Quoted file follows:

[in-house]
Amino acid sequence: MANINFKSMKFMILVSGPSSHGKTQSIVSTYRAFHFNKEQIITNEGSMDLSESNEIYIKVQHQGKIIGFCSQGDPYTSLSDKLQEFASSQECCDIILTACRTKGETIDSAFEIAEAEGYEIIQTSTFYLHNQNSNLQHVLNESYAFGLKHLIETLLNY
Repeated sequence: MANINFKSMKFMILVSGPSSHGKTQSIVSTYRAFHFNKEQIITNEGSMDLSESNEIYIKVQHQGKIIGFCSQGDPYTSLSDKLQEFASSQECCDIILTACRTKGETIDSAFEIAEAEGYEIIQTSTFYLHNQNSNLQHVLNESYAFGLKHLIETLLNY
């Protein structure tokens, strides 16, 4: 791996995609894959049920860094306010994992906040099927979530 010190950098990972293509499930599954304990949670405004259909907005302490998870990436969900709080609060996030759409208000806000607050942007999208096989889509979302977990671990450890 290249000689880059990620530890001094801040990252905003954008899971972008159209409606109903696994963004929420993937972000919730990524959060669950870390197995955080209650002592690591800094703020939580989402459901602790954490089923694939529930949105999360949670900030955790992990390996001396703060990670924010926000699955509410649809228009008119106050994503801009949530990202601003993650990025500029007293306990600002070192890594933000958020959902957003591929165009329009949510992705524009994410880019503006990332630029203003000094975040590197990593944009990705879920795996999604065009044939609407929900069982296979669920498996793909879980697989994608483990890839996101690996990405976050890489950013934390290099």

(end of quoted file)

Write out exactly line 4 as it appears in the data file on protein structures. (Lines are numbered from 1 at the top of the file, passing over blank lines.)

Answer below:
């Protein structure tokens, strides 16, 4: 791996995609894959049920860094306010994992906040099927979530 010190950098990972293509499930599954304990949670405004259909907005302490998870990436969900709080609060996030759409208000806000607050942007999208096989889509979302977990671990450890 290249000689880059990620530890001094801040990252905003954008899971972008159209409606109903696994963004929420993937972000919730990524959060669950870390197995955080209650002592690591800094703020939580989402459901602790954490089923694939529930949105999360949670900030955790992990390996001396703060990670924010926000699955509410649809228009008119106050994503801009949530990202601003993650990025500029007293306990600002070192890594933000958020959902957003591929165009329009949510992705524009994410880019503006990332630029203003000094975040590197990593944009990705879920795996999604065009044939609407929900069982296979669920498996793909879980697989994608483990890839996101690996990405976050890489950013934390290099």